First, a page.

Carter Neubieser: On public safety, we need to discuss addiction, not politics

This commentary is by J.F. Carter Neubieser, a member of the Burlington Progressive Party.

There’s been a lot of discussion about public safety and concerns raised about how we are addressing it as a community.

Let me start off by saying no crime is OK. It’s not OK to have your personal belongings stolen, or be fearful walking around our city at night. I believe we need a properly staffed police department to support a city of our size, and having grown up around a lot of cops, I understand that it’s an incredibly stressful, difficult job.

While no level of crime is acceptable, and even with an increase in specific types of crime, crime is lower now in Burlington than it was a few years ago. According to the Police Commission’s “Summary of and Comments on 2021 Annual Report on Traffic Stops, Arrests, and Uses of Force Report (note this summary document is from June 2022), police-involved incidents have declined from 2019 to 2021 by 24%. This continues a six-year trend, in which incidents have fallen by 42% since 2015.

The fact that we have seen a declining trend in overall crime isn’t without caveats.

Gun violence, overdoses, mental health incidents, homelessness, some types of theft, and other public safety concerns are increasing. 

At a recent Ward 1 Neighborhood Planning Assembly meeting, Police Commissioner Melo Grant drew the connection between increased rates of addiction and mental health struggles, and the increase in specific types of crime. 

As someone who got sober at 19 as a sophomore in college, that connection is obvious to me.

According to the same 2021 report, mental health incidents have increased 91% from 2012 to 2021, and welfare checkups by 47%. Since the start of the pandemic state of emergency, overdoses are up 72%.

When I was actively using drugs and alcohol, I hurt people around me and caused harm. I was severely depressed, at times suicidal, and had a constant obsession in the back of my head about when I would next drink or use a substance, and what I needed to do to make that happen. 

I can only speak to my personal experience, and don’t want to speak for others in recovery, but alcoholism and drug abuse can cause people, healthy in every other respect, to put using before their relationships, friendships, jobs, businesses, homes — everything and anything. Ironically, sober alcoholics and addicts are some of the kindest, most emotionally intelligent people I’ve ever met. 

Being in recovery, I can empathize with folks feeling more unsafe or concerned when seeing folks in the thick of the disease around town or on Church Street.

The question is: How do we address this, and in particular address the root causes?

For decades, the main approach in the U.S. has been to utilize armed officers and incarceration in almost all scenarios. That approach not only failed to reduce addiction, it created a plethora of other issues and exacerbated racial inequality.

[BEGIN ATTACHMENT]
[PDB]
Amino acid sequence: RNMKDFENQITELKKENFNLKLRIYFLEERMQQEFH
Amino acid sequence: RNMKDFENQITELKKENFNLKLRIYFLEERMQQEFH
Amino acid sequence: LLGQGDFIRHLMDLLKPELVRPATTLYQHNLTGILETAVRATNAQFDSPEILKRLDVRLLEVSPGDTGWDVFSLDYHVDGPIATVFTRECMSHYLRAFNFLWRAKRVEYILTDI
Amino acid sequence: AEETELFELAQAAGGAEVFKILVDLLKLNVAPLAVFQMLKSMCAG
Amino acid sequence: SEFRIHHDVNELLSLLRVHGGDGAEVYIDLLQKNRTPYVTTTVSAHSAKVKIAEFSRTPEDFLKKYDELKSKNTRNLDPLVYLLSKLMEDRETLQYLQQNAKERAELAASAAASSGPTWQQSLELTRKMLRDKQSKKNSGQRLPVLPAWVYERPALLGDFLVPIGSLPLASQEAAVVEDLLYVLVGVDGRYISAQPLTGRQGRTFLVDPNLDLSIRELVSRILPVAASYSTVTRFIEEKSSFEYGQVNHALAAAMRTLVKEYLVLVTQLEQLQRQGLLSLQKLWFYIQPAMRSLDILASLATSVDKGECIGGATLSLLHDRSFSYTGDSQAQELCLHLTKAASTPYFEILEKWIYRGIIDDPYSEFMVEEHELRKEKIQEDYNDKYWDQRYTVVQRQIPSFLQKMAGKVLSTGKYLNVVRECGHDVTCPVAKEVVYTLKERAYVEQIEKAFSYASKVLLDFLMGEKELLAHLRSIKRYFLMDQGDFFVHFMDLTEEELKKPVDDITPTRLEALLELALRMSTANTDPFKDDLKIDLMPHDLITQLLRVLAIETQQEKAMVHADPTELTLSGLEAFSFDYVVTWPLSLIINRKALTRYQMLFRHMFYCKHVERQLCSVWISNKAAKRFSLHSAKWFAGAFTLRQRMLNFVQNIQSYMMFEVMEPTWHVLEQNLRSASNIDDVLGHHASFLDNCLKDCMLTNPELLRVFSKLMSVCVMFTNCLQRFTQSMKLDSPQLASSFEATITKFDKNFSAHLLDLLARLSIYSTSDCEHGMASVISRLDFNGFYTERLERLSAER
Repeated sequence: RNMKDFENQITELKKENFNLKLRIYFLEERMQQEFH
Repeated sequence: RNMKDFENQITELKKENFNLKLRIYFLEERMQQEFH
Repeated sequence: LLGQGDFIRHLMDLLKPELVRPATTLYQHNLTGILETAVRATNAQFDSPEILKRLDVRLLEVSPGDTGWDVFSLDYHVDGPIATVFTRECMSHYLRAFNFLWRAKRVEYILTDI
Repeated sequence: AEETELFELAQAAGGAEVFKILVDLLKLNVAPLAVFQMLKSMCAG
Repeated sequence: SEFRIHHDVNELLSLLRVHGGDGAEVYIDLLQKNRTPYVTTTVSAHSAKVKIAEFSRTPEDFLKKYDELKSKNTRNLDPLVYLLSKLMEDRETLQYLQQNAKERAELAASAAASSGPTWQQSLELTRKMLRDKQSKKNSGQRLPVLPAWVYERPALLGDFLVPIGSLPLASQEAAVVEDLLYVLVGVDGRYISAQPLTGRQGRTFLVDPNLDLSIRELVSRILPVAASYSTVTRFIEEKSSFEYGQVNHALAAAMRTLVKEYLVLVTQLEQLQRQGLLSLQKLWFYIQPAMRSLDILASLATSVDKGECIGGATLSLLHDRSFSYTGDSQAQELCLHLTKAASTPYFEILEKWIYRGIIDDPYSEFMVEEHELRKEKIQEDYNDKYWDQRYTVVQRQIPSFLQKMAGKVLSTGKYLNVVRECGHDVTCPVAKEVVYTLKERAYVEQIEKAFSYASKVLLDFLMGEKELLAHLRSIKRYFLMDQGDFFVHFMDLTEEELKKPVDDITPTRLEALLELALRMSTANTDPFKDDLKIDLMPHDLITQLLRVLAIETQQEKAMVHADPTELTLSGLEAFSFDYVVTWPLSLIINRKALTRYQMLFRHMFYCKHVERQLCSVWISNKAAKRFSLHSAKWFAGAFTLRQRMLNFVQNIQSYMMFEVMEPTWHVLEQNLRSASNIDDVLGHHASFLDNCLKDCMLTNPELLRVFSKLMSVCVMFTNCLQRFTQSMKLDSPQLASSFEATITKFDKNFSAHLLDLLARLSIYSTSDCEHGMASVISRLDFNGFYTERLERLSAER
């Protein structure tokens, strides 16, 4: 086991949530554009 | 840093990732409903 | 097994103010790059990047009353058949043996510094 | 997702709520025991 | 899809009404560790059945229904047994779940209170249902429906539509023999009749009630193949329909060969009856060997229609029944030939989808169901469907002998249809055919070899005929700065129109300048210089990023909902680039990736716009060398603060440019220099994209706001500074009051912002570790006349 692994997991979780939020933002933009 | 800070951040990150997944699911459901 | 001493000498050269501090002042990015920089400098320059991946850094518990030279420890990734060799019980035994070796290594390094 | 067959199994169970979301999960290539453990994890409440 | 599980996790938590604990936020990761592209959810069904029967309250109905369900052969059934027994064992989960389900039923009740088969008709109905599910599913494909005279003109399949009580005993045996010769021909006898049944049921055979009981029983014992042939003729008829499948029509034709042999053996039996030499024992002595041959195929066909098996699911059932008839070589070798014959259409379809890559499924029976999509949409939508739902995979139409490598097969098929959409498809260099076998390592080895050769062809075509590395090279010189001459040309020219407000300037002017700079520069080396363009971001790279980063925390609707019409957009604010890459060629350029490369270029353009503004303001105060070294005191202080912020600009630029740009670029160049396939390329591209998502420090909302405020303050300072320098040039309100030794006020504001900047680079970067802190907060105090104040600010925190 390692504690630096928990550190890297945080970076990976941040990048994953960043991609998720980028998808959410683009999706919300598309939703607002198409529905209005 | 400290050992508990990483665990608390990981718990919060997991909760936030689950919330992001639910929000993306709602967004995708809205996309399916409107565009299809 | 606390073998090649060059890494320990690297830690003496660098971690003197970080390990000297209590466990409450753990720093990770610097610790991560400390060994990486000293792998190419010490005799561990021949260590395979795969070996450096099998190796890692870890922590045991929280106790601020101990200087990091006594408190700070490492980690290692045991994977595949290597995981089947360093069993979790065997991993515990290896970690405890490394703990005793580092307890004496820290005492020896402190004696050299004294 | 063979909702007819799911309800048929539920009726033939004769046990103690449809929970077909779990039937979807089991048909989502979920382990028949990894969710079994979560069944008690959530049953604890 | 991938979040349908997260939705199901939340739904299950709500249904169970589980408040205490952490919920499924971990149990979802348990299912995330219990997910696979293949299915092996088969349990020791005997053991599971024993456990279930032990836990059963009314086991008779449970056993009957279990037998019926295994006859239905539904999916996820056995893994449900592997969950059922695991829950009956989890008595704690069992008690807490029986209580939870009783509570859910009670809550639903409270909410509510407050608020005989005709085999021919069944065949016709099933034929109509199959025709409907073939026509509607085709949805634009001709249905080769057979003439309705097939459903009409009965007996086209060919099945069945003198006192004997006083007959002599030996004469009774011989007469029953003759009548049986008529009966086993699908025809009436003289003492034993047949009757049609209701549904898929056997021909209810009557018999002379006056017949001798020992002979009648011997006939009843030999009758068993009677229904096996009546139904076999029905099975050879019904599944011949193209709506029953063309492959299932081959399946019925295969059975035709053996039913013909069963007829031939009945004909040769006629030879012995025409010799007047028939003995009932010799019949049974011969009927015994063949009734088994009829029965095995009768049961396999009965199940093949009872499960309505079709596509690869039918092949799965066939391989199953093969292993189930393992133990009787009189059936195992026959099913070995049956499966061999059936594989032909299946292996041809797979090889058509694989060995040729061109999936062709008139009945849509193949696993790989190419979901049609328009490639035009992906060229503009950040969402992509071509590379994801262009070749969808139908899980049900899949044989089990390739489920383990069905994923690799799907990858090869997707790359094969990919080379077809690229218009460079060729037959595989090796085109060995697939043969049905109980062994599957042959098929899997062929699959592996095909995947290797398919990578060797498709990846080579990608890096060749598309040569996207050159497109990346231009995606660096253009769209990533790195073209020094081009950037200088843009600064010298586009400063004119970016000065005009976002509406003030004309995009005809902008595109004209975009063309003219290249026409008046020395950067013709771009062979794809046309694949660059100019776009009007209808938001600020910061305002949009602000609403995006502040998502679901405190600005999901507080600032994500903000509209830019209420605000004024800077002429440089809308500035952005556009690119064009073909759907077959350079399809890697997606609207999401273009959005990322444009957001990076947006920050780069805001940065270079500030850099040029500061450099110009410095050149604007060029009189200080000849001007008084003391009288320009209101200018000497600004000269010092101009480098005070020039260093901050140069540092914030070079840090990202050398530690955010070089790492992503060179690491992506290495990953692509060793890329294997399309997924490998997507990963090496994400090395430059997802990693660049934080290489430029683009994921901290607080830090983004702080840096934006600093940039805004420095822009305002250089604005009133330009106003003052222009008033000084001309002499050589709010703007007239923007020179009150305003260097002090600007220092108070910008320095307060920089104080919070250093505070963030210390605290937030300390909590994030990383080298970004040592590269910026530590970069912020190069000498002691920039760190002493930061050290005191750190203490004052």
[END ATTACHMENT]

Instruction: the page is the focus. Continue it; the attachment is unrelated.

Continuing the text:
In 2020, many municipalities, including Burlington, attempted to change course. The mayor and both parties on the City Council passed a resolution that shifted funds within the city budget to decrease the number of armed officers over time through attrition (meaning that, as officers retired or left, we simply didn’t rehire some of those positions). 

Our city has invested in community service officers (an unarmed position that focuses on regular police operations like traffic control, parking enforcement, etc.) and community service liaisons (a social worker role focused on chronic issues like homelessness and addiction). These positions are tailored to address our community’s current needs, and they cost significantly less — lowering the cost on taxpayers and increasing overall capacity in responding to these issues. 

The Burlington Police Department’s budget is one of the few in Burlington that wasn’t cut during Covid — it wasn’t “defunded.” 

To me, this is the correct approach. It efficiently allocates resources to hire capacity in the areas we most need.

In response, proponents of a “tough on crime” approach went on a full-court press in the media, neighborhood forums, and on the campaign trail. They claimed the shift in resources caused a major crime spike, even though the facts didn’t bear that out. 

The Vermont ACLU condemned these tactics at the time in a letter to the mayor, saying, “This campaign of misinformation is evidently designed to instill fear….” The mayor and some of his allies chose to reverse course and join the chorus. 

The politicization of how we best build a public safety system for all residents has caused confusion on where to get unbiased data and has prevented civil conversation. We should assume good intentions with one another as neighbors and focus on solving the root causes of public safety challenges like addiction. 

We need to have a conversation about how we increase affordable housing and economic opportunity, explore harm-reduction strategies like overdose prevention sites, build community, and strengthen our education system and social supports for families.

I’m grateful that many elected officials, organizations and community members have been having these conversations, and that much of this work is in progress. It gives me quite a bit of hope for the future of Burlington.

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Tags: addiction, Burlington, Carter Neubieser, crime, crime rate, mental health, police, tough on crime


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